Fred Bernstein

Ahead of the unveiling of One World Observatory, which opens to the public May 29, architecture critic Fred Bernstein describes how the experience stacks up against the observation levels of the world’s other iconic towers.

The best part of a visit to One World Observatory, the new attraction at One World Trade Center, may be the ride to the building’s 102nd floor. The walls of the observatory elevators are TV screens that display the development of Lower Manhattan starting around 500 years ago and ending in the present—a compelling attraction in its own right. The problem is the ride lasts only 47 seconds.

The rest of the Observatory, where visitors are allowed to spend as much time as they like, isn’t quite as spectacular as the $32 ticket price might suggest. For starters, there’s no way to go outside. That puts One World at a disadvantage in the competition with the Empire State Building observatory and the Top of the Rock, both of which offer chances to feel the high-altitude air (from the 86th and 70th floors, respectively).

True, the One World Observatory is higher than those two, but in some ways it’s too high. Great views require foreground and background, which is what makes the Top of the Rock so special—it allows visitors to take in not just distant sights, but nearby landmarks as well. From One World, everything looks far away and a bit puny.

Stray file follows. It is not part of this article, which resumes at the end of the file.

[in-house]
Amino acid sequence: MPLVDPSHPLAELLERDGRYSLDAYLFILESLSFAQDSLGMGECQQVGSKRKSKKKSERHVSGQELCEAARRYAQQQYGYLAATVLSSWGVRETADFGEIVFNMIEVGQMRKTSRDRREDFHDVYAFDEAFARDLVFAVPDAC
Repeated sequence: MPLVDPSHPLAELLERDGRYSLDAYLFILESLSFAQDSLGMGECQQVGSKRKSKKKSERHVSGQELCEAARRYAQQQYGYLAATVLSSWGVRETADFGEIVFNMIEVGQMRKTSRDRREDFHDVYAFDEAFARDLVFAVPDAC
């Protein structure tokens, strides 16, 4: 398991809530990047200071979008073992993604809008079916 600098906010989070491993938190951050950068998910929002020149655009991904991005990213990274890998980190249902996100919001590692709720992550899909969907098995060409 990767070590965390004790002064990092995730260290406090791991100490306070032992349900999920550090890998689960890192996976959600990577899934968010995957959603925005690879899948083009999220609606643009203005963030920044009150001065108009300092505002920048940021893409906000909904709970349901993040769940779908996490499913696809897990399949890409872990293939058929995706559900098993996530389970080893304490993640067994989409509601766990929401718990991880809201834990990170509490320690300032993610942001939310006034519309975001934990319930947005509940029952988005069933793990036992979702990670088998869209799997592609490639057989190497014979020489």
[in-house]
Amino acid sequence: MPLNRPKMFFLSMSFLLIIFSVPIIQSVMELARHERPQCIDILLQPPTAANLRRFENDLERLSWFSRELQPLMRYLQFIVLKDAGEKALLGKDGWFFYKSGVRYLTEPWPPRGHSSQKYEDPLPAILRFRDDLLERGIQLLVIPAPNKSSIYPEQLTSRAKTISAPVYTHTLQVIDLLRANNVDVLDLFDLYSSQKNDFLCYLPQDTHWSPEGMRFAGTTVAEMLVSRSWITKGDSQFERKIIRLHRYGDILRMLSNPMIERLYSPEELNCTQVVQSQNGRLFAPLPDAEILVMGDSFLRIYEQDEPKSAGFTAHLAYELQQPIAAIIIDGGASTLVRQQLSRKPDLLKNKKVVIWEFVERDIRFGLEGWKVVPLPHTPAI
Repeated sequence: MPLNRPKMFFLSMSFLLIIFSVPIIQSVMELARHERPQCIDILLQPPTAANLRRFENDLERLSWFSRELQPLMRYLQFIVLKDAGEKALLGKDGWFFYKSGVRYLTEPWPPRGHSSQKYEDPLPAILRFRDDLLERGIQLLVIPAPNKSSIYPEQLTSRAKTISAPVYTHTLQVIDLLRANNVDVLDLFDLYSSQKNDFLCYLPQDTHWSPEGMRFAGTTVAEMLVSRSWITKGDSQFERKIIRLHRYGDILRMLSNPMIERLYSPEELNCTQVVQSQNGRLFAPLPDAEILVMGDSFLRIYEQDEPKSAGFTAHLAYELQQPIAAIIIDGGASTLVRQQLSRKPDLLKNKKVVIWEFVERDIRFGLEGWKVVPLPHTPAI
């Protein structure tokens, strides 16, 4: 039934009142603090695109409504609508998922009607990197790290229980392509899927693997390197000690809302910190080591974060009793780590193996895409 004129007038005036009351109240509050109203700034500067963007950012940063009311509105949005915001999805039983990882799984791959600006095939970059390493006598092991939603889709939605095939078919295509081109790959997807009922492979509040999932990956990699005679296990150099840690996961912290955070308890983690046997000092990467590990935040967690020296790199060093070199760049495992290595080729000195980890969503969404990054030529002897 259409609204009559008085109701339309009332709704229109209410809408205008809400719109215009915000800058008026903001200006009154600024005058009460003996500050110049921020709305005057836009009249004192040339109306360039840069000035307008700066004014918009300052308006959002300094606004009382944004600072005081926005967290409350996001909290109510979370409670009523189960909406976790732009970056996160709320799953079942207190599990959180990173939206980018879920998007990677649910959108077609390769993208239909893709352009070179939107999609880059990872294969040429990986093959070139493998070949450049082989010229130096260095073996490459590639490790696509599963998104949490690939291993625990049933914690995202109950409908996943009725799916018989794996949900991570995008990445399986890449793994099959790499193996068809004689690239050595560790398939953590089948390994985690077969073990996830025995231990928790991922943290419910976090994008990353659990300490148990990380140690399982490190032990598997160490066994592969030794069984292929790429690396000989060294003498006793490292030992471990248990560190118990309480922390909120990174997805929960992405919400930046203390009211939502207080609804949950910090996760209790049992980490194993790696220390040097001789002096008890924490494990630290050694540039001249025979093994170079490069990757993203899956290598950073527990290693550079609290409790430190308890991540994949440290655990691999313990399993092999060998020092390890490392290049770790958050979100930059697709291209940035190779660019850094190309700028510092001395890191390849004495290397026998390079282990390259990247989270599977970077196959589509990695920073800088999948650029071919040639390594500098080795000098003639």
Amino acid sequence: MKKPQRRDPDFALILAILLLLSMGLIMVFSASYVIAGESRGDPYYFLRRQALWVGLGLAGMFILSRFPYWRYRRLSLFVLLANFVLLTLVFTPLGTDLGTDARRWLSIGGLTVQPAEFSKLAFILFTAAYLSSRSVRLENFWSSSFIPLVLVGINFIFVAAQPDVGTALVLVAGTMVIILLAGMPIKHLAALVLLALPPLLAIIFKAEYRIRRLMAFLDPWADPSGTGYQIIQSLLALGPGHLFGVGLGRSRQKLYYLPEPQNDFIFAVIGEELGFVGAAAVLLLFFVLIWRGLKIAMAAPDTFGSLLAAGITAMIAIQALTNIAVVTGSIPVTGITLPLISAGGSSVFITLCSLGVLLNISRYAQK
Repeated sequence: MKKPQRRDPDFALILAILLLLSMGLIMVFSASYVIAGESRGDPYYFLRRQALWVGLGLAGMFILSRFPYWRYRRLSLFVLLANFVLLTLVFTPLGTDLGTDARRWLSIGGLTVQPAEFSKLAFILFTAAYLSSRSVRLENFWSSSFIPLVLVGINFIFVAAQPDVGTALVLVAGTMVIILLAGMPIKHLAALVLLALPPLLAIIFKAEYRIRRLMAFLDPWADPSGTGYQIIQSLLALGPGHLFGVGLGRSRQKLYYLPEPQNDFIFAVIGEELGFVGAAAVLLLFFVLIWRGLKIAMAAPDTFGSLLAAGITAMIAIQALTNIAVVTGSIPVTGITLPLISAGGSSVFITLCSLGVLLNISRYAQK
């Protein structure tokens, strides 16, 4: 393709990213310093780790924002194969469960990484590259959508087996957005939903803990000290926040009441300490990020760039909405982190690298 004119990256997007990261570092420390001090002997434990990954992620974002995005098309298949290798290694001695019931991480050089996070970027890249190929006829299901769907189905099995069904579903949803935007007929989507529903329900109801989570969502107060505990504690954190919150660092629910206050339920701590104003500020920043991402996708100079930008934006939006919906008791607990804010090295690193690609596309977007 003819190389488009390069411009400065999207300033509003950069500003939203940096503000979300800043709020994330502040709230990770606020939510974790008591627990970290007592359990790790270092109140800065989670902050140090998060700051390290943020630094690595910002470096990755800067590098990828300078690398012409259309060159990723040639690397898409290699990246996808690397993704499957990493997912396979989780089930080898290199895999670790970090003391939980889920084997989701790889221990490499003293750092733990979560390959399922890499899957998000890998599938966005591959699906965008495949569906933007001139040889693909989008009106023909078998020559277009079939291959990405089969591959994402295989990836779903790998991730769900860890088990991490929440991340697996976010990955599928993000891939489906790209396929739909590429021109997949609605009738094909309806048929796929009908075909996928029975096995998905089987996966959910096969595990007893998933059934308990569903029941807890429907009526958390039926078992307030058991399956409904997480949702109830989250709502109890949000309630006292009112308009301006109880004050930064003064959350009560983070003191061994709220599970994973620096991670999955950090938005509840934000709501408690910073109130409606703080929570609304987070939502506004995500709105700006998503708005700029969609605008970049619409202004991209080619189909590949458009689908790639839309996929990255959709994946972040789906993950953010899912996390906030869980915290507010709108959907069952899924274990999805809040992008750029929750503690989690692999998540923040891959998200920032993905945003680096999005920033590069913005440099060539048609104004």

The experience begins on the 102nd floor, with a two-minute video presentation on screens that lift up to reveal the view north toward midtown. But most of the 102nd floor is reserved for private parties—so an escalator leads visitors down to 101. But that floor is occupied by three restaurants (and a large kitchen). So another escalator leads to the 100th floor, which is where the views are, for the most part, unobstructed.

But overly complex attractions called City Pulse (rings of screens offering live twitter feeds and information about New York landmarks) stand at the north and south corners of the building—precisely where the views should have been left alone. Another attraction, called the Sky Portal, consists of TV screens that turn the floor into a “window” down to the ground, not a very convincing illusion. (It doesn’t come close to the real deal—the terrifying, 1,353-feet-high cantilevered glass floors at the Willis Tower in Chicago.)

Throughout One World Observatory, the architecture is bland, nothing like the extraordinary mix of angled glass panels and exposed steel beams that makes the top floors of the Shard, tallest building in London, such an exciting place to be. There is also no guide to what you’re seeing around you—unless you spend an extra $15 to rent a tablet with a special One World Observatory app.

But in the end, the expense, the privatization of the top two floors, and the lack of inspired design are quibbles. The Observatory offers some of the world’s most stirring vistas, as well as a chance to celebrate New York’s post-9/11 renaissance.  And then there’s the elevator ride down, which simulates a helicopter flight and is almost as enjoyable as the ride up.

Fred Bernstein studied architecture at Princeton and writes for “every magazine with architecture in the title,” including Architectural Record, where he is a contributing editor.

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